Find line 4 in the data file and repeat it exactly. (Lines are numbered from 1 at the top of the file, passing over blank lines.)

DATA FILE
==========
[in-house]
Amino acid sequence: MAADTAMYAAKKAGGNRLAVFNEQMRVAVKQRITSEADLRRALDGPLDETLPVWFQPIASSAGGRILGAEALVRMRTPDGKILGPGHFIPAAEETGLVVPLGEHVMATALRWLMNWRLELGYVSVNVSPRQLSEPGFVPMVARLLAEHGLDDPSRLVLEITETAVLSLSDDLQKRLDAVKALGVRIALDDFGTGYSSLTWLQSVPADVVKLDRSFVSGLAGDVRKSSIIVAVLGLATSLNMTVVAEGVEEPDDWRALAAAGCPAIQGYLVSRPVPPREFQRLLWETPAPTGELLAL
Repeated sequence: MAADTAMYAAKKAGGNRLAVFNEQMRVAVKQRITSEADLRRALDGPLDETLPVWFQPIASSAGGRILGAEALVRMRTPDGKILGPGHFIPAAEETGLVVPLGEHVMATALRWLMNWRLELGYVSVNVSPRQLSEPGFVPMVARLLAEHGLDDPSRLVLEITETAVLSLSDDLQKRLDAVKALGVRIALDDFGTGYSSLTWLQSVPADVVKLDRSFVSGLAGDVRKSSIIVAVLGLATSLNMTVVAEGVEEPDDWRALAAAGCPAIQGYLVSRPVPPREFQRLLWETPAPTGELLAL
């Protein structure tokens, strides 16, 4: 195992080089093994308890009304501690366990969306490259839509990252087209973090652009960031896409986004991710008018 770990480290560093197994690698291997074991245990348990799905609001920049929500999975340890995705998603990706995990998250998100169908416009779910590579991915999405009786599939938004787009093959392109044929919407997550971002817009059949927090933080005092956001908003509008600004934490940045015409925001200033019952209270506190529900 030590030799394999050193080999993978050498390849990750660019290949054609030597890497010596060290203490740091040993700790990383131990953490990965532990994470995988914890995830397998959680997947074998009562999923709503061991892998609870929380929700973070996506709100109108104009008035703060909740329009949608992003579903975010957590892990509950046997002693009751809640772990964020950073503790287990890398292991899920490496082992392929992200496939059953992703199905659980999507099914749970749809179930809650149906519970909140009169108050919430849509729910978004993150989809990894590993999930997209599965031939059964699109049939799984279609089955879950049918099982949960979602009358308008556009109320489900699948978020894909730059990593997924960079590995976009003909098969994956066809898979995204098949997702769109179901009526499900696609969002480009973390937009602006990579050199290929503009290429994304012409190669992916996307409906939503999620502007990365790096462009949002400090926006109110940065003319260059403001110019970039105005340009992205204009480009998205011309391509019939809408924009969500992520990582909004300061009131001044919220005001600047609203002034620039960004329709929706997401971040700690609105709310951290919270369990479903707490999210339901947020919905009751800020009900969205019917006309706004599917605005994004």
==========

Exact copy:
């Protein structure tokens, strides 16, 4: 195992080089093994308890009304501690366990969306490259839509990252087209973090652009960031896409986004991710008018 770990480290560093197994690698291997074991245990348990799905609001920049929500999975340890995705998603990706995990998250998100169908416009779910590579991915999405009786599939938004787009093959392109044929919407997550971002817009059949927090933080005092956001908003509008600004934490940045015409925001200033019952209270506190529900 030590030799394999050193080999993978050498390849990750660019290949054609030597890497010596060290203490740091040993700790990383131990953490990965532990994470995988914890995830397998959680997947074998009562999923709503061991892998609870929380929700973070996506709100109108104009008035703060909740329009949608992003579903975010957590892990509950046997002693009751809640772990964020950073503790287990890398292991899920490496082992392929992200496939059953992703199905659980999507099914749970749809179930809650149906519970909140009169108050919430849509729910978004993150989809990894590993999930997209599965031939059964699109049939799984279609089955879950049918099982949960979602009358308008556009109320489900699948978020894909730059990593997924960079590995976009003909098969994956066809898979995204098949997702769109179901009526499900696609969002480009973390937009602006990579050199290929503009290429994304012409190669992916996307409906939503999620502007990365790096462009949002400090926006109110940065003319260059403001110019970039105005340009992205204009480009998205011309391509019939809408924009969500992520990582909004300061009131001044919220005001600047609203002034620039960004329709929706997401971040700690609105709310951290919270369990479903707490999210339901947020919905009751800020009900969205019917006309706004599917605005994004």